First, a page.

Previously we have observed both anomalous shape memory and superelastic effects produced by the internal stress in the as-spun ribbons of MSMAs, NiFeGa and NiMnSn [24,25]. Particularly, in the strain versus temperature curves, ε(T), under constant tensile load, a contraction of the ribbon (instead of the elongation) during the forward MT (in the cooling run) and its elongation (instead of contraction) across the reverse MT (heating path) occur. The curves restored their usual elongation/contraction appearance when the value of the applied constant stress exceeds 10 MPa [25]. The internal uniaxial compressive stress, producing the mentioned anomalous behavior, is at the origin of an inverse elastocaloric effect in MSMA ribbons [25,26]. Besides, in the aforementioned ribbons we have observed a plastic-like deformation in the stress–strain curves, σ(ε), in martensitic state due to the rearrangement of the twin variants and partial superelastic recovery in the austenite due to the reversible stress-induced MT, which was actually small due to the enlarged brittleness of as spun ribbons [24,25].

In this work, in order to facilitate the recrystallization process, redistribution of defects and reduction of the internal stress, whereby improve the microstructure and functional properties of ribbons in tension configuration, we have elaborated a technological procedure consisting in the thermal annealing under the applied external force. An annealing temperature for the thermal treatment was selected between 500 K, for which the beginning of the lattice defects rearrangements occurs, and 773 K, resulting in a suppression of MT due to possible γ−phase precipitation [24]. We have studied the stress-induced transformation of the thermally and thermomechanically treated ribbons by the measurements of strain versus temperature under constant load and stress versus strain at different temperatures. We have also examined the evolution of structure and microstructure of the ribbons by X-rays diffraction and optical and electron microscopies.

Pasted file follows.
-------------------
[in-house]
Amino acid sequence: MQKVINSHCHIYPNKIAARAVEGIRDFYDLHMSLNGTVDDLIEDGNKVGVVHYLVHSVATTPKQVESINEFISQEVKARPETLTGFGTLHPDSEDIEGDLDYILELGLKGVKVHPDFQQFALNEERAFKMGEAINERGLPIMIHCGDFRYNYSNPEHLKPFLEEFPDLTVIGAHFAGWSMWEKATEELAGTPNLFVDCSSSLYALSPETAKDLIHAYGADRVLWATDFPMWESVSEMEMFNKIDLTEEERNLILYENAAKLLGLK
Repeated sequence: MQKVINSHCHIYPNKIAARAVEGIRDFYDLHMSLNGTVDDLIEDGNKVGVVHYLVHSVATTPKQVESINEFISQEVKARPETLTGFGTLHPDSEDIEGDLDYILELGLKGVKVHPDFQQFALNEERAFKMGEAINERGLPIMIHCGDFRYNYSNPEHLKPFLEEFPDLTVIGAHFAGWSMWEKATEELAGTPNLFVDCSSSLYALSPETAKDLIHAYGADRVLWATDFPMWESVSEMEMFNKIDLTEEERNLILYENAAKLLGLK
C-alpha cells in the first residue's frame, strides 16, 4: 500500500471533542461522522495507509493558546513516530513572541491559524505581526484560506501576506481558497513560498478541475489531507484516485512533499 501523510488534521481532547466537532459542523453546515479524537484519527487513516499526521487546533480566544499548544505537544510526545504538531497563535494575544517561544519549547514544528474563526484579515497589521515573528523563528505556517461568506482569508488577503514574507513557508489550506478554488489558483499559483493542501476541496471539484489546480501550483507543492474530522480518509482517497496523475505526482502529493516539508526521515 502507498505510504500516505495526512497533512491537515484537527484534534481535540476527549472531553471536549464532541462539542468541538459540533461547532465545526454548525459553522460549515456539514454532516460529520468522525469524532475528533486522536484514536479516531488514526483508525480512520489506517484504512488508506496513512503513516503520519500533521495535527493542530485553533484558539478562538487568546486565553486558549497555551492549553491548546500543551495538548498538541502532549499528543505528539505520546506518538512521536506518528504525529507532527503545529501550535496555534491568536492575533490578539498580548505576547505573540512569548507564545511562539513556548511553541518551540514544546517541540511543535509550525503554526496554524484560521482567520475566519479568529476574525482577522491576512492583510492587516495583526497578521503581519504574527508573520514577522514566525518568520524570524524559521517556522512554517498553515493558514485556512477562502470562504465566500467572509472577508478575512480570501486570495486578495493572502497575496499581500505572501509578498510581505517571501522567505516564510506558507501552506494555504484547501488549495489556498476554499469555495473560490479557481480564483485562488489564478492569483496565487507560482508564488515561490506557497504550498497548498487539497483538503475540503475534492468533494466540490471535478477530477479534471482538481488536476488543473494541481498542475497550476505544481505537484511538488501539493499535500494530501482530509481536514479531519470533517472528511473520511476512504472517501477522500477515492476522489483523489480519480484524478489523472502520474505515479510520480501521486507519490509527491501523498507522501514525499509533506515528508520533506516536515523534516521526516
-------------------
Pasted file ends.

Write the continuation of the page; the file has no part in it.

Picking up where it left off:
Ni55Fe16Ga29 (at.%) melt-spun ribbons with the starting martensite (Ms) and finishing austenite (Af) temperatures equal to 359 and 371 K, respectively, were reproduced following the procedure described in [19]. The ribbon dimension was about 1 mm wide and 35 μm thick. The samples were thermally treated at 523 K for 10 min without loading and under tensile loads of 50 and 80 MPa, followed by controlled cooling at 4 K/min. As a result, four different samples were obtained as shown in Table 1.

Table 1.

Samples prepared by different thermal (TT) and thermomechanical treatments of the as-spun ribbon.

Sample  Treatment 
TT 523 K 10 min, no load 
TT 523 K 10 min under tensile load of 50 MPa 
TT 523 K 10 min under tensile load of 80 MPa 

X-ray diffraction (XRD) patterns of the ribbons faces, which were in a contact with the roller, have been recorded at room temperature and at 423 K by the X-ray diffractometer Panalytical XPert PRO with theta-2theta alignment.

Thermomechanical analysis was carried out by a Dynamic Mechanical Analyzer (DMA) Q800 from TA Instruments equipped with a liquid nitrogen cooling system. The dynamic measurements were performed at fixed frequency of 1 Hz and strain amplitude, ε = 0.05%, with cooling/heating rate of 2 K/min.

The same DMA machine was used for quasi-static measurements. The strain versus temperature dependences were recorded at different applied stress values ranging from 1 to 50 MPa, with a temperature rate of 5 K/min. The stress–strain dependences were studied at different temperatures from 283 to 413 K, with a stress rate of 2.5 MPa/min. The maximum stress for each specimen was established according to the failure conditions determined for the samples tested in preliminary rounds. After each measurement, the samples were heated (at zero load) above Af, up to 473 K, and held for 10 min before cooling to a test temperature.

3Results and discussion3.1Structural analysis

XRD patterns for the as-spun and thermomechanically treated ribbons (see Table 1), shown in Fig. 1(a), confirm their martensitic structure, which is well described in terms of a 10 M monoclinic lattice with P2/m space group. No extra peaks belonging to the second phase, such as γ-phase, have been observed, as it is obvious from a comparison of patterns in Fig. 1(a) with the pattern in Fig. 1(b). The important result to be highlighted is a systematic change of mutual intensities of the peaks in Fig. 1(a) depending on the ribbon treatment.

Fig. 1.

(a) Room temperature X-ray diffraction patterns for the samples (A–D) evidencing their martensitic structure. (b) Simulated XRD pattern for γ-phase as a reference.